I’d guess that they could amount to somewhere between 10 -20,000 extra people arriving per year over the next 20 years.

    • Bill 3.1

      Hmm. That would take us out to 2040. I’m thinking many, many more than just the 660 000 kiwis currently living there are going to be looking to flee that continent before those 20 years are up RL. (AGW)

      • RedLogix 3.1.1

        True enough Bill. But my point is that these people are already New Zealanders, and no foreseeable immigration policy can stop them returning.

        For several decades we blithered along happy for Aus to be the safety valve for our employment and housing markets … and now they’re slowly but surely screwing it shut.

    • Yep its a bit of a waste those people over there making money for themselves and doing other things and then coming back to this country because the country they lived and loved in doesn’t like or want them. Not a dig red but it must feel stink. They could have stayed home and helped US out.

  4. This is what Labour should have sounded like from the beginning. Maybe this is what Iain Lees-Galloway would have been saying if he had consulted comms people though, who knows.

    It’s certainly reasonable to look at how many international students we want to convert into permanent residents, too, especially as we pump out a lot of unnecessary degrees atm in fields that are over-saturated.

    • Karen 4.1

      It is better from Labour but they need to get a policy out that provides some detail of how and over what period they intend to cut immigration numbers. I can’t see how they can cut immigration by 10s of thousands without major impacts on health providers and the building industry.

      Personally, I’d like to see a policy that ensured all workers received a living wage and better working conditions with very heavy penalties for any employer that exploited migrant labour.

      I’d also like to see a joint immigration policy from Labour and the Greens.

  5. esoteric pineapples 5

    Why have significant immigration at all? New Zealand is one of the last countries in the world where people aren’t driving each other mad by being surrounded by each other.

  6. saveNZ 6

    Sounds good to me. I’d like to stop immigration for a while but maybe have some sort of system of exchange of nationalities visa’s but in areas like arts, music and community service, nothing to do with money, politics and power.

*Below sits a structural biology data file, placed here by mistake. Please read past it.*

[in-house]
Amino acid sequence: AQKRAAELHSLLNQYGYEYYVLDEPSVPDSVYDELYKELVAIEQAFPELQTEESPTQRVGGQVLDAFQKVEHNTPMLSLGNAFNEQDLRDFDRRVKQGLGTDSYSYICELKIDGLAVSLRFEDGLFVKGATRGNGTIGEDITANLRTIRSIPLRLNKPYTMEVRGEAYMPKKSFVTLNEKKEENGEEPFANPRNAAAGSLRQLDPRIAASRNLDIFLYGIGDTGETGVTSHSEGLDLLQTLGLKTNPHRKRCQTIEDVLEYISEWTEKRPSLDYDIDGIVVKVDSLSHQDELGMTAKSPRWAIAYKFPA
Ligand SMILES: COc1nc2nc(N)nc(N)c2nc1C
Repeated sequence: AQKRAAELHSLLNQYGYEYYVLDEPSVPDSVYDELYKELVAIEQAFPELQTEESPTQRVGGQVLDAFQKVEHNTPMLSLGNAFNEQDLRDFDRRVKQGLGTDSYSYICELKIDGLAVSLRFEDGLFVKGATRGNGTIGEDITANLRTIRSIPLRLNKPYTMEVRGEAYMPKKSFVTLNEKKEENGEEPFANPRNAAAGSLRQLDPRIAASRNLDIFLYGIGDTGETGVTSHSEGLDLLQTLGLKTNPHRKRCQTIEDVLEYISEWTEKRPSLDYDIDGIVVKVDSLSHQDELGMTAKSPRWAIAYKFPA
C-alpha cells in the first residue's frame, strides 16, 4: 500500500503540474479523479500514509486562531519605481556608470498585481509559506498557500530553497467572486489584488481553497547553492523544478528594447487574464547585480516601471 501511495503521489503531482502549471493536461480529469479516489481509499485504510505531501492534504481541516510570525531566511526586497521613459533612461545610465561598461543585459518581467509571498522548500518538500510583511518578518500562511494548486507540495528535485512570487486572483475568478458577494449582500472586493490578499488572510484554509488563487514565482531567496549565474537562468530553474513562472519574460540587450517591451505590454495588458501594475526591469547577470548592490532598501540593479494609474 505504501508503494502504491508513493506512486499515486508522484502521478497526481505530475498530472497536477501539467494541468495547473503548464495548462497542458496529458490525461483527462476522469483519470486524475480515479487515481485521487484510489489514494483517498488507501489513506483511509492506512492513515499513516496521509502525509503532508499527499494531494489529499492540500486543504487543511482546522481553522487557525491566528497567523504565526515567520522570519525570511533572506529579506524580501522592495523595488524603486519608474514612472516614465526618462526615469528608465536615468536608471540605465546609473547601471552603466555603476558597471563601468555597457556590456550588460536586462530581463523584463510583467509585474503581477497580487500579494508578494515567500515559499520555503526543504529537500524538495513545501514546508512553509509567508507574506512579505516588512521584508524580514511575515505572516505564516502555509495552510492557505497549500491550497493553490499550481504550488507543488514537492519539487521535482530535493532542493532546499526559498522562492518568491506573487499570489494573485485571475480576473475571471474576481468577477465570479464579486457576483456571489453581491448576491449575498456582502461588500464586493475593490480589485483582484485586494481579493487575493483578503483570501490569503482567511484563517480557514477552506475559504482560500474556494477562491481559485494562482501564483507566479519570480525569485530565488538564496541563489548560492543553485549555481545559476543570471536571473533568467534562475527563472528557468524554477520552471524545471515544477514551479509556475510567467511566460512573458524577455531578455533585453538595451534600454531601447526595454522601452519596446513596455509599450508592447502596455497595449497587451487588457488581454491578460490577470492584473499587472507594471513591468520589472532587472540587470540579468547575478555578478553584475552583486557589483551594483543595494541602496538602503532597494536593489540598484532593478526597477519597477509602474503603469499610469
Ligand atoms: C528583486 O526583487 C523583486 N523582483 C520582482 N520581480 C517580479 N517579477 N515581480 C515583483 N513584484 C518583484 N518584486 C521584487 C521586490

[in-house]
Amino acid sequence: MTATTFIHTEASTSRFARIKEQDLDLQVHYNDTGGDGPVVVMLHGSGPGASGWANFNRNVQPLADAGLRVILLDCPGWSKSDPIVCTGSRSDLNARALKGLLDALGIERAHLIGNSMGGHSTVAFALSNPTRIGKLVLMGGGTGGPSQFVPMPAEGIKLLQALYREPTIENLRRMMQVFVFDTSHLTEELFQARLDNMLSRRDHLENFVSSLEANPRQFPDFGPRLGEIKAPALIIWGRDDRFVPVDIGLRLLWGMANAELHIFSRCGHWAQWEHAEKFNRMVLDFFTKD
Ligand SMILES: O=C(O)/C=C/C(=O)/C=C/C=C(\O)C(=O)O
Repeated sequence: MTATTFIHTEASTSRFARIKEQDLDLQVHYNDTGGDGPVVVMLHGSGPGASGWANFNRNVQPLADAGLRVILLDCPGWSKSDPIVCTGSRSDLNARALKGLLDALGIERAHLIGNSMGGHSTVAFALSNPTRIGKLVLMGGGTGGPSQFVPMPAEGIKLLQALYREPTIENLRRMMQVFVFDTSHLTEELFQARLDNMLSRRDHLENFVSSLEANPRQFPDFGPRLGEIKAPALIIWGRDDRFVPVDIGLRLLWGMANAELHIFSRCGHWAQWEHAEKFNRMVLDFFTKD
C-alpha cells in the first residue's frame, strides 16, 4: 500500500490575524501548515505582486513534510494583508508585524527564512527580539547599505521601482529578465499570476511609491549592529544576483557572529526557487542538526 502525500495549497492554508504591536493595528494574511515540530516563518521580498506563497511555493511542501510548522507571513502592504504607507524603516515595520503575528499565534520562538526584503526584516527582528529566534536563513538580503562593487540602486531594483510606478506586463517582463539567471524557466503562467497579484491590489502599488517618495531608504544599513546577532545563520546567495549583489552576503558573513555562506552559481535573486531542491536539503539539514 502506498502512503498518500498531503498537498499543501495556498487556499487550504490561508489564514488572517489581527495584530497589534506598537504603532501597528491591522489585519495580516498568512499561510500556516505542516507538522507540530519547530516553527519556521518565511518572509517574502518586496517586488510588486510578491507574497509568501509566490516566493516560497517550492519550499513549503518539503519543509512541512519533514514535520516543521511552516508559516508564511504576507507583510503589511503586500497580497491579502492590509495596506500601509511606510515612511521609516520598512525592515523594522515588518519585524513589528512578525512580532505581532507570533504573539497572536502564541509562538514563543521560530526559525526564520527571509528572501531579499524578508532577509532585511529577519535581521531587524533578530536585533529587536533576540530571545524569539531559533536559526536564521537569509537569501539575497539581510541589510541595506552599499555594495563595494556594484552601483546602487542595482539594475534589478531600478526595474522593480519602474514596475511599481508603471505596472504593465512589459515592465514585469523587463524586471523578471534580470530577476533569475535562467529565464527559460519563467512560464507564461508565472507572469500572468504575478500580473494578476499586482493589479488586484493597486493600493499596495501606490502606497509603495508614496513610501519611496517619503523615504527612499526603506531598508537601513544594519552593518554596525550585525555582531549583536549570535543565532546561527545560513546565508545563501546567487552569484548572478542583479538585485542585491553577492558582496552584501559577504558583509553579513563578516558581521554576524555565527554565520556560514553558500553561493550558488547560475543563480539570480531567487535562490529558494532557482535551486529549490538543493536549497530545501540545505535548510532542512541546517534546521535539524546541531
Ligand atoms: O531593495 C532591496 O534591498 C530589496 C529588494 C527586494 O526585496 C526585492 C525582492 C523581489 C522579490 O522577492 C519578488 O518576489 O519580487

It’s all good and well talking about cultural exchanges but often people who are skilled at culture are not part of the exchange.

    Lets try to jettison neoliberalism by going back to what’s important – not money and assets, cheap labour and power – but exchanges of real ideas and getting to know other culture’s for it’s intrinsic value.

    If you want to have peace and prosperity and globalism, it’s a much better way to get it, than weapons.

  7. Ad 7

    I can understand why Little is required to explain himself in better detail, but he should read Simon Wilson’s article:

    https://thespinoff.co.nz/auckland/04-05-2017/hey-bill-english-its-time-to-champion-auckland/

    Immigration is a part of the problem called Auckland, and when we’re honest, Auckland causes most of New Zealand’s problems. Immigration is one problem.

    What we were promised in 2010 from this government was that there would finally be a joined up view of Auckland that was united across central and local government, and in which transport, immigration, health, police, justice, water and indeed coherent government assuring coherent society would be formed – a new beginning.

    It must happen.

    What I want from a future progressive government is one that is coherent. Seems such a small goal, until that test base is Auckland. Auckland causes the problems, and those problems are now so big that they pull the country down and require central and local and private and NGO and media and citizens to be impelled to think that pulling Auckland’s society away from teetering collapse requires work like we have never seen in a while.

    Little needs to broaden away from one topic, and show functioning coherence.

    • simonm 7.1

      “…and when we’re honest, Auckland causes most of New Zealand’s problems.”